4.30.09 -- Regardless of what I had to say about "decent carbonation" in the above entry, it turned out not to be entirely true. The next couple of bottles I opened were flat as hell. Dejected, I resolved to wait until it began getting warmer in the house before I tried another. That happened this past weekend, and the results were very encouraging. Though I do not think this beer will ever have a fluffy full head like those that enjoyed an addition of fresh yeast at bottling, there is now ample head and effervescecnce that lifts the flavors onto the pallate. In short, it drinks like a beer rather than a wine now, and the dark fruit and malt falvors are so much more pronounced and enjoyable than before.

11.08.09 -- I had about 20 bottles (12 and 24 oz) of this beer left, and the carbonation never got much better than an initial fizzle. I decided today to open each one, sprinkle in a bit of dry yeast, and then recap them. We'll see. I cannot think I have done anything that would have made the carbonation less. Several of the bottles showed some immediate reaction to the yeast, so I took that as a good sign.

1.1.10 -- Drank one while brewing. The carbonation is greatly improved, but the head still fades pretty fast. At least now when it fades there is still head until the bottom of the glass.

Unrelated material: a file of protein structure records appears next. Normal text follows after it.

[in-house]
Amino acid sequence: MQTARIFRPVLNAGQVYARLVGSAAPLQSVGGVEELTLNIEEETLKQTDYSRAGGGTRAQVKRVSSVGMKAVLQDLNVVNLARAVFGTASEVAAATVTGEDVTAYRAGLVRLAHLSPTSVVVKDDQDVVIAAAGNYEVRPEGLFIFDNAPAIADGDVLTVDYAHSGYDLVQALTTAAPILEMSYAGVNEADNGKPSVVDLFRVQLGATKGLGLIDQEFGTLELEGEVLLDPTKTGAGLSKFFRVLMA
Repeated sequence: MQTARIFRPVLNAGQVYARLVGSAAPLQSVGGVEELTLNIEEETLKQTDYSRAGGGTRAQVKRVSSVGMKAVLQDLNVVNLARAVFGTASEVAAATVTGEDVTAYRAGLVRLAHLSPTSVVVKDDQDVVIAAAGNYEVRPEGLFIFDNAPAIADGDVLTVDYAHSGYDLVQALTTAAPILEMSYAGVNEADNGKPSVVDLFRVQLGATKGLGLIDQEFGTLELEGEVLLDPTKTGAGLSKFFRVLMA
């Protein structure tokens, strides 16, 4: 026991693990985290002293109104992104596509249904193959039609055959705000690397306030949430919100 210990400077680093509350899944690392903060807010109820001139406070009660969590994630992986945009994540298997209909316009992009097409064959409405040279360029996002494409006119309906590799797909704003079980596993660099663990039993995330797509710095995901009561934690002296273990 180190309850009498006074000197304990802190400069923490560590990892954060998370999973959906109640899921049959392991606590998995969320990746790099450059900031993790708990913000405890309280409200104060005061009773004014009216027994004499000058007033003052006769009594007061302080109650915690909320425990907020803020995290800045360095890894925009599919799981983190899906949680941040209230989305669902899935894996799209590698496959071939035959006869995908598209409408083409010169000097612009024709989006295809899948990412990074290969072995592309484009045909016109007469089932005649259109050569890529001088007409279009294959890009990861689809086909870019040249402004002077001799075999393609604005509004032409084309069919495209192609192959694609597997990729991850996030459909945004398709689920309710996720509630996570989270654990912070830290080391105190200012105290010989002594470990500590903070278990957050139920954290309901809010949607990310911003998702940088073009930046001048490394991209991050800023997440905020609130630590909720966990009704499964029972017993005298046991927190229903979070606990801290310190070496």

6.15.10 --

Tasting Greymalkin's Juicy Dubbel-Dubbel

Appearance -- Carbonation has always been an issue, and that does not bode well for appearance, especially for style. No carbonation - no head. As I look back at the recipe, I wonder why I did not add any wheat in there. The color is pretty ruby/brown, and the beer is not very clear.

Smell -- A clean, plum scent is the most prevalent. The yeast character does not come through aromatically, but I think it should. I think this is also an issue attributed to the poor carbonation.

Taste -- This is a great tasting beer with the dark fruit flavors I wanted with a ginger-like spicyness from the yeast. The alcohol notes are muted well by the sweetness, and then come through in the finish in a fashion that is not at all harsh. After agitating the beer in the glass, and then drinking while it was still active, a cotton candy hint rides along with the finish.

Mouthfeel -- This beer is a great example of how much carbonation affects the other aspects of beer. The mouthfeel is flat and almost watery at times. This is improved by agitation in the glass, or by swishing in the mouth. The sheer volume of the malt bill compensates a bit for the otherwise absence of mouthfeel (unless artificially produced).

Overall -- In light of everything above, I still consider this one of my better works. The flavors are exactly what I wanted, and this beer, in my opinion, has only one flaw, albeit one that has such an overall effect on the drinking experience. I have not failed to re-yeast strong beers or beers that conditioned for a long time. That is something I can take away from this -- that, and beer. I look forward to tasting this one at the five-year mark, and perhaps past then. I think this beer will have more a port or sherry character if allowed to age for a while, especially since this is a beer that could handle it.